This Week in History (6/17 - 6/24)
10 years ago:
The state legislative apportionment board was considering breaking up House districts represented by Rep. Ann Manwaring and Rep. John Moran. The proposed shift was connected to a loss of population in the two districts according to the 2010 census. Although Moran’s home town of Wardsboro gained 46 people according to the census figures, other towns in the district lost residents. Wilmington, the largest town in Manwaring’s district, lost 349 people – 16% of the town’s population.
15 years ago:
The state approved Readsboro as a designated village. Readsboro planning and selectboard officials, as well as the Readsboro Hometown Redevelopment Committee, sought the state recognition to help accelerate the revitalization of the village.
20 years ago:
Whitingham brought the first Wings program to the valley with the help of a 21st Century Community Learning Centers grant, a federal program authored by Vermont Sen. James Jeffords. The Wings program, which has expanded to include several other school districts in the valley, has opened up a world of extracurricular programs to local youth.
25 years ago:
The US Department of Justice approved a merger between SKI Ltd. and LBO Enterprises, on the condition that the new company, American Skiing Company, sell two of its New Hampshire resorts, Cranmore and Waterville Valley. American Skiing Company owner Les Otten expressed disappointment at the ruling, suggesting that industries that are involved with “discretionary spending” shouldn’t be subject to such stringent antitrust action.
The District 2 Environmental Commission issued an opinion that Mount Snow was in violation of their Act 250 permit by allowing mountain biking on ski trails. Mount Snow vowed to challenge the opinion.
30 years ago:
Wilmington was facing an end-of-year deficit of $219,000 for the first time in nearly 30 years. The deficit was blamed entirely on delinquent taxes, $146,352 of which were attributed to Haystack. Wilmington’s town manager estimated that a tax increase of 9 cents would be needed to balance the books. The state was facing a $50 million deficit.
Hungry valley residents could get two cheeseburgers or two steamed hot dogs at Grampy’s convenience store for 99 cents.
35 years ago:
Jennifer Fitzgerald, her sons Colin, 10, Barry, 6, and Brian, 5, and her daughter Kathleen, 9 months. all finished the seventh annual Deacon’s Den Road Race. Kathleen, in a stroller, beat her mother “by a nose” in the 6.4-mile race.
Dover voters approved a tax increase of 9 cents in a surprise move. Some of the increase was due to a change in appraisal strategy – listers had intended to appraise condominiums at a higher rate but discovered that they were already being assessed at a fair rate. A portion of the increase was to pay for a new kitchen at Dover School.
40 years ago:
After a US Army Corps of Engineers study recommended repairs at Lake Sadawga, the state proposed draining the lake to reconstruct the west dike and construct concrete and stone stabilizers on the main dam.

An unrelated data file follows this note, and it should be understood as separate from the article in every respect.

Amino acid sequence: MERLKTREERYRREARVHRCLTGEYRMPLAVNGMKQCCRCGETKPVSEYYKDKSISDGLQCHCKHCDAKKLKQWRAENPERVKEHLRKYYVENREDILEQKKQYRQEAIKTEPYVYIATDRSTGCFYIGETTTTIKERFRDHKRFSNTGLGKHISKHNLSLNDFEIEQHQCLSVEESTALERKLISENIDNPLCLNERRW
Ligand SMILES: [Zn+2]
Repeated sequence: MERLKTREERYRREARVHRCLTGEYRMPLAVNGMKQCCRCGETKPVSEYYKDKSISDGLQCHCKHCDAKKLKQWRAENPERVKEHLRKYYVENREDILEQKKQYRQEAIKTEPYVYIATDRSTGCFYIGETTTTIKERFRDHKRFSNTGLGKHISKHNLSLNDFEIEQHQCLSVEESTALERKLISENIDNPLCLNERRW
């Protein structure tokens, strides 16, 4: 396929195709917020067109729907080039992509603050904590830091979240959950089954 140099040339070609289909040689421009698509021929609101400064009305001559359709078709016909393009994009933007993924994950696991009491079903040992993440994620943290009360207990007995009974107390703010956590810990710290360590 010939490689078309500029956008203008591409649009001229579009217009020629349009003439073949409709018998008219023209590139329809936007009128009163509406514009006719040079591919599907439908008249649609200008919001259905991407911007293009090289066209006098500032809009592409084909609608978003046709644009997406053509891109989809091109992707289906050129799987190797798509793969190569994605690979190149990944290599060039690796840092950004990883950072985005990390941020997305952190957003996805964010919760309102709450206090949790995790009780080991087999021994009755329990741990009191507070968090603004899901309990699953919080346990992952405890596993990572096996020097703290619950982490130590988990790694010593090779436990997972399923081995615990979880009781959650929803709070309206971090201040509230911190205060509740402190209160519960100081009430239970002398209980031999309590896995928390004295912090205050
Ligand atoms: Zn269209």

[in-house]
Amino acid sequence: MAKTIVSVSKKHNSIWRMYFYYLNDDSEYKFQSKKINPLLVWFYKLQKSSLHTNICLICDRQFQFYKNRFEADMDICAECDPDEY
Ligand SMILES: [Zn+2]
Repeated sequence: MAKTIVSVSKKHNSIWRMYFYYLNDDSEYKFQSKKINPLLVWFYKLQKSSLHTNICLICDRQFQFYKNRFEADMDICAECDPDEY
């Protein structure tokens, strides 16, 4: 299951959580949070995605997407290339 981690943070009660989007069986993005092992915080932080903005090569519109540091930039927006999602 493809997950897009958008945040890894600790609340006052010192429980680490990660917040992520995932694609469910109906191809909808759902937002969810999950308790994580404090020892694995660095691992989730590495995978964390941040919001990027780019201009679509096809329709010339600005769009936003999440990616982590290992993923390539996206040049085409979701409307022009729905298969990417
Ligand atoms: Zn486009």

Le Petit Chef moved from its location at the West Dover Inn to a building on Route 100 near the Dover town line.
45 years ago:
Peter Carroll’s round “cheese house,” across the road from the Cupola in West Dover, was holding its grand opening. Carroll said he got the idea for a cheese shop after he went shopping in Manchester with a group of seniors staying at his Matterhorn Lodge. Not only did the group spend a lot of time in a cheese shop there, they spent a lot of money.
Green Mountain Beach Committee members were meeting to discuss how to address a voter initiative made at Town Meeting. Voters decided to return the beach to the sole use of Wilmington residents. When the property was purchased in the 1930s it was posted as restricted to Wilmington residents. Committee members proposed issuing metal tags to residents.
50 years ago:
Haystack constructed a large “tower-like” sign at the corner of Route 100 and Coldbrook Road, and asked the town to take ownership of the structure. Under the state’s off-premise sign law, or “billboard law,” Haystack would likely be ordered to remove the sign. The state might not order the town to remove the sign, Haystack officials believed. Selectboard members hadn’t yet made a decision, but Wilmington Town Manager John Plonski said the odds were not good that the town would establish such a precedent.
100 years ago:
The Deerfield Valley Times reported that the New England Power Company was preparing to build a dam across the river in Somerset, just below the ledges on Somerset Road. “From (there) the water is to be conveyed in a 10-foot pipe to some place down the stream – rumor says the Medbury place or the Heather place.”
One man was killed and another was badly injured when they were electrocuted while working at the New England Power plant in Florida, MA. The two men were enveloped by an “electrical flash,” according to the report, that stripped the clothes right off their bodies. The two men were rushed to North Adams by train, where one of them died.
W.M. Vogel, of Wilmington, wrote in to advise “If the party or parties who called at my cooler Tuesday night and relieved me of hams, lard, and sausage will ask for the key next time they come, it will save me the expense of buying new locks.”